Separate research conducted by FundInvoice found that only 12 per cent of the 100 fast-growth companies it surveyed were using invoice finance. Of the rest, only five per cent had considered it, with the reasons why quite revealing. Some 23.8 per cent had never heard of it, with 27.4 per cent said that it wasn’t mentioned as an option by the banks accountants or advisors. 11.9 per cent thought it would be too expensive and 3.6 per cent still believed it was the last resort for failing companies.
Ironically, another poll by FundInvoice suggests that those using invoice finance grow quicker than those that don’t. The data found that 12 per cent of companies with turnover growth of 20 per cent plus per annum were using invoice finance, against an estimate of just 0.86 per cent of UK businesses overall. Furthermore, it revealed that 52 per cent of the maximum growth segment businesses, those respondents that said they couldn’t increase their growth any more, even with more funding, used invoice finance.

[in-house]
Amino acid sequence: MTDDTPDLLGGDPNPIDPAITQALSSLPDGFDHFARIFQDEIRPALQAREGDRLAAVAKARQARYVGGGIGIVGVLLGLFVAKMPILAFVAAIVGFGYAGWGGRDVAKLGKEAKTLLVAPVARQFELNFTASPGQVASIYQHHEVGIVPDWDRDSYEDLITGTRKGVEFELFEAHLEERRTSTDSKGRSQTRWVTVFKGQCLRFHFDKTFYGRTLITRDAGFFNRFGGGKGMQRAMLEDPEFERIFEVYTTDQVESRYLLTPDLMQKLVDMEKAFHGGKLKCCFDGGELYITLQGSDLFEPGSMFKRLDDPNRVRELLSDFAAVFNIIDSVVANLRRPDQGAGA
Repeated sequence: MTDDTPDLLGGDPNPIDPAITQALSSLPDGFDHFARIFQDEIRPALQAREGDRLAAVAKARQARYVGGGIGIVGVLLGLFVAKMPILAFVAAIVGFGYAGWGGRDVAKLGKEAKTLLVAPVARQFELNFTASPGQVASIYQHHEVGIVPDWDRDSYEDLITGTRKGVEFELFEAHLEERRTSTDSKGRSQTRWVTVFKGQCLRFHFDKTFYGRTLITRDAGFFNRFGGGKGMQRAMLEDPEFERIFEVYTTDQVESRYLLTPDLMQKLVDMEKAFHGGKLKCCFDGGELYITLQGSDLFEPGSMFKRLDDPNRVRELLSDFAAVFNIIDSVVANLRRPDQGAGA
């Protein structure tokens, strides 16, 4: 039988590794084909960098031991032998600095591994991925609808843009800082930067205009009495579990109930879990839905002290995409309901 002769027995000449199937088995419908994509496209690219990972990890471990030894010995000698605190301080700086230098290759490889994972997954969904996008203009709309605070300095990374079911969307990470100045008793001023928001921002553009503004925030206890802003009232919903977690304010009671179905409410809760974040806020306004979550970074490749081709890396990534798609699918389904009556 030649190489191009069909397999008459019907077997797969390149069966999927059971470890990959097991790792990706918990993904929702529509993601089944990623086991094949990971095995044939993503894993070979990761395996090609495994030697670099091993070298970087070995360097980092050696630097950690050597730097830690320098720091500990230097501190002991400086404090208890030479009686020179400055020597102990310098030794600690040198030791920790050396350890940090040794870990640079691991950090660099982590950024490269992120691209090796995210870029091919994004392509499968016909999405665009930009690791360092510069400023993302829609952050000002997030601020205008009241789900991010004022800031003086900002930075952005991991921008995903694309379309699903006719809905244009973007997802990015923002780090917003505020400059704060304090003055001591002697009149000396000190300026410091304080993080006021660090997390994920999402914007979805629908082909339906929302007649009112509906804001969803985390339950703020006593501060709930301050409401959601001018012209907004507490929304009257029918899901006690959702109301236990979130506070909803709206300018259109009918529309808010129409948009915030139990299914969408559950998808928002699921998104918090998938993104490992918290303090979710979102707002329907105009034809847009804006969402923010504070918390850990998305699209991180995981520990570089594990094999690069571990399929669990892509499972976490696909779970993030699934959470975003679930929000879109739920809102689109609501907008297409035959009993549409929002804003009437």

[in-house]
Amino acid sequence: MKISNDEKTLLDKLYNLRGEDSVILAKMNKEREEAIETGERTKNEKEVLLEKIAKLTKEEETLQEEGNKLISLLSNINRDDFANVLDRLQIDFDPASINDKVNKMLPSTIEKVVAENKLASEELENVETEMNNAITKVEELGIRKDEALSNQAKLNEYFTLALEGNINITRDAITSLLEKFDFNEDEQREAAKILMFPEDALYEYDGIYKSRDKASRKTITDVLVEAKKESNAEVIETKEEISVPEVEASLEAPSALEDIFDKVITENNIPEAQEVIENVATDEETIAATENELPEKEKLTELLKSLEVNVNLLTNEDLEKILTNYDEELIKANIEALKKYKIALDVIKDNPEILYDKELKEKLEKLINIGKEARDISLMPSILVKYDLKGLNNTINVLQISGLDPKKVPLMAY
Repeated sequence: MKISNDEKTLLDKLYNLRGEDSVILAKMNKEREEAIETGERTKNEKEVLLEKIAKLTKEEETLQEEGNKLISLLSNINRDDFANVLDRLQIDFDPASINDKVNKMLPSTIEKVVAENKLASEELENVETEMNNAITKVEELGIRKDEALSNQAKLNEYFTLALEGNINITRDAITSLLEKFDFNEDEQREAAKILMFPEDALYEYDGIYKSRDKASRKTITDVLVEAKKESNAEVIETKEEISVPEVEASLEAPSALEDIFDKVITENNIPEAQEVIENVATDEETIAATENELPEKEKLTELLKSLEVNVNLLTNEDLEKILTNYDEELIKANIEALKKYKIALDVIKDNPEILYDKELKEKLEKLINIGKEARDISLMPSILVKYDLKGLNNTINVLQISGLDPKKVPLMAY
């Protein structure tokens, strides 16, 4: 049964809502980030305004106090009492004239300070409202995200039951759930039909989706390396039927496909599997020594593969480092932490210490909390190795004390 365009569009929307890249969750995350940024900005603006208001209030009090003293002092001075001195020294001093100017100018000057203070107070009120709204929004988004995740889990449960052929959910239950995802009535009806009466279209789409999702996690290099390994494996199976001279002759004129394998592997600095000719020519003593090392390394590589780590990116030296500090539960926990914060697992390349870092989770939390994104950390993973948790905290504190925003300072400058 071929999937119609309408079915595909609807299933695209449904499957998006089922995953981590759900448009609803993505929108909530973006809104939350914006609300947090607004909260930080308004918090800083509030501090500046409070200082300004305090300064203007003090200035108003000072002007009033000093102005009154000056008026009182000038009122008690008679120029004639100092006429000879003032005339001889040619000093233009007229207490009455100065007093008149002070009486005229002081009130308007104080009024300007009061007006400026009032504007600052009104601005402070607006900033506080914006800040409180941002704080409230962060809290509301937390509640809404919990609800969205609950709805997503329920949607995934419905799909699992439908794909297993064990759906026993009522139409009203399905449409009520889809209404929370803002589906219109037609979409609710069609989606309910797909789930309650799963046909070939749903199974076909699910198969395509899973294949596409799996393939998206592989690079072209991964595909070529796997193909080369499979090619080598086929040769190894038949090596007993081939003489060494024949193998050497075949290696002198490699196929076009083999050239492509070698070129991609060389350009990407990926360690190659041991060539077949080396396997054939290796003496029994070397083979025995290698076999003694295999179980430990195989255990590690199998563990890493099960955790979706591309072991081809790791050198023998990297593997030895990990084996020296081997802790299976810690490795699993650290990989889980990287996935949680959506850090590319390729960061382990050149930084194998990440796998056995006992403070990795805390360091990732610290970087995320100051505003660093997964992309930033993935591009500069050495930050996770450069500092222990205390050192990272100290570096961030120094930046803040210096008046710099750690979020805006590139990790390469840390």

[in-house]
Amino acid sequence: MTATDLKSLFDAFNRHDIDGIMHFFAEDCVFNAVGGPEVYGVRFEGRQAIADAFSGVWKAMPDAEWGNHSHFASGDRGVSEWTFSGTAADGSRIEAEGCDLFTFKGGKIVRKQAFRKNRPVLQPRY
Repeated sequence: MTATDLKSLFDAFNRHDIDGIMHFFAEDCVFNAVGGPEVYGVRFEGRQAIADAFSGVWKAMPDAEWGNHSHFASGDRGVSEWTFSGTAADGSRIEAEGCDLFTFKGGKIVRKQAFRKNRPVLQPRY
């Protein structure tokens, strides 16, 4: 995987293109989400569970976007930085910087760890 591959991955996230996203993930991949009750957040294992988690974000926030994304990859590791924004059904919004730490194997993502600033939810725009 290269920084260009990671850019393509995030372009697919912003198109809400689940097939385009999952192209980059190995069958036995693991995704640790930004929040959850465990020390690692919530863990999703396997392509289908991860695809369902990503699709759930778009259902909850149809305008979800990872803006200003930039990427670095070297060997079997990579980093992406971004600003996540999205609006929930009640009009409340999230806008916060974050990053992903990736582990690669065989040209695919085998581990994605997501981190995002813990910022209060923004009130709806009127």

This survey went further by asking existing invoice finance customers if using these services had enabled them to grow their business. The vast majority, 87 per cent, confirmed that it had. This has identified an enabling link, in the majority of cases, between using invoice finance and becoming a fast growing business.
It comes down to a lack of awareness, and pre-conception of high costs, that holds back ABLs greater adoption. Businesses which have decided to use the funding method are statistically proven to grow faster.
Time for the industry to take a leap forward?
Peter Ewen, MD at ABN AMRO Commercial Finance is dismayed by the ongoing lack of awareness and perception of the receivables sector among non-users, which is creating a solid barrier to entry.
“When used properly, invoice finance is a great source of working capital to enable business growth or change. Yet not enough companies are benefiting from it’s flexibility.